Here are the ranges for triglyceride blood levels:
- Normal -- Less than 150 milligrams per deciliter
- Borderline high -- Between 150 and 199 milligrams per deciliter
- High -- Between 200 and 499 milligrams per deciliter
- Very high -- 500 milligrams per deciliter and above
It's important that this blood test be performed in a fasting state. That means no food or drinks other than water for approximately eight to 10 hours before the blood test.
As triglyceride levels rise, the risk of coronary heart disease also rises. This is especially true when HDL (good) cholesterol levels are low and LDL (bad) cholesterol levels are high. Very high levels of triglycerides can cause pancreatitis (inflammation of the pancreas).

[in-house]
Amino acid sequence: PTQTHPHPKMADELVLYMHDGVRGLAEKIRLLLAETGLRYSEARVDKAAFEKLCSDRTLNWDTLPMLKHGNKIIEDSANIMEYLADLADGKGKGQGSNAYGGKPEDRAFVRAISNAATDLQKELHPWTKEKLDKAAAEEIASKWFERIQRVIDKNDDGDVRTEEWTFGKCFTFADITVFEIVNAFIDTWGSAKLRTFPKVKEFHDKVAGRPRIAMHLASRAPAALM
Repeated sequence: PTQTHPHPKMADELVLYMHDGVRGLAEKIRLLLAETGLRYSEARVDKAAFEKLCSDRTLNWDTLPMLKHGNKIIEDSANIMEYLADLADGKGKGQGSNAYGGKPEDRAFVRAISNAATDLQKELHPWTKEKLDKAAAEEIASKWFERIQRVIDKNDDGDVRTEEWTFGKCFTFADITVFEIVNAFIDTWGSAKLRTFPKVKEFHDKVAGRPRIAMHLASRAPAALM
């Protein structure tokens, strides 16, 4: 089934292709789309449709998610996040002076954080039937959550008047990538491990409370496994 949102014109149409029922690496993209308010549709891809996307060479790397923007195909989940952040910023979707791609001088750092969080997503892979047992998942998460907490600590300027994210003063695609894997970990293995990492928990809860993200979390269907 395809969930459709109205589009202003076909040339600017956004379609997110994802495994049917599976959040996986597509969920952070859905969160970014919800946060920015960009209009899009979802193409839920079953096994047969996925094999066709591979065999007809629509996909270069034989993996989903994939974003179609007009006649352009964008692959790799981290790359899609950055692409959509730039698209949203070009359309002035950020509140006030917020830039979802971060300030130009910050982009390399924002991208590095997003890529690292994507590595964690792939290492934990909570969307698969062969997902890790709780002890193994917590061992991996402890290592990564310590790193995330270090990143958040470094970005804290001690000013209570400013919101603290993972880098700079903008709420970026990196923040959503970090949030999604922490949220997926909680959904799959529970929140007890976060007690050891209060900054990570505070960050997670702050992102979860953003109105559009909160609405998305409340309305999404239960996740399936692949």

The most important step you can take to lower triglycerides is to lower your daily calorie intake to lose weight. Alcohol can also be a major contributor to high triglyceride. So you may need to eliminate alcohol completely.
Here are some ways to help lower your calorie count and triglyceride level:
- Cut out all simple sugars by avoiding sugary foods and beverages. Substitute sweeteners are okay.
- Choose complex carbohydrates, such as vegetables and whole grain foods. (In this case, dont count potatoes as a vegetable.)
- Use healthy fats in moderation. These are the monounsaturated and polyunsaturated fats, such as olive oil and canola oil. A reminder: fats have the greatest number of calories per gram. And all calories matter when trying to lower triglyceride levels.
There are no special foods that you can eat to help lower triglyceride levels.
The B vitamin niacin lowers triglyceride levels. You can buy niacin without a prescription. But you should still talk with your doctor before starting it.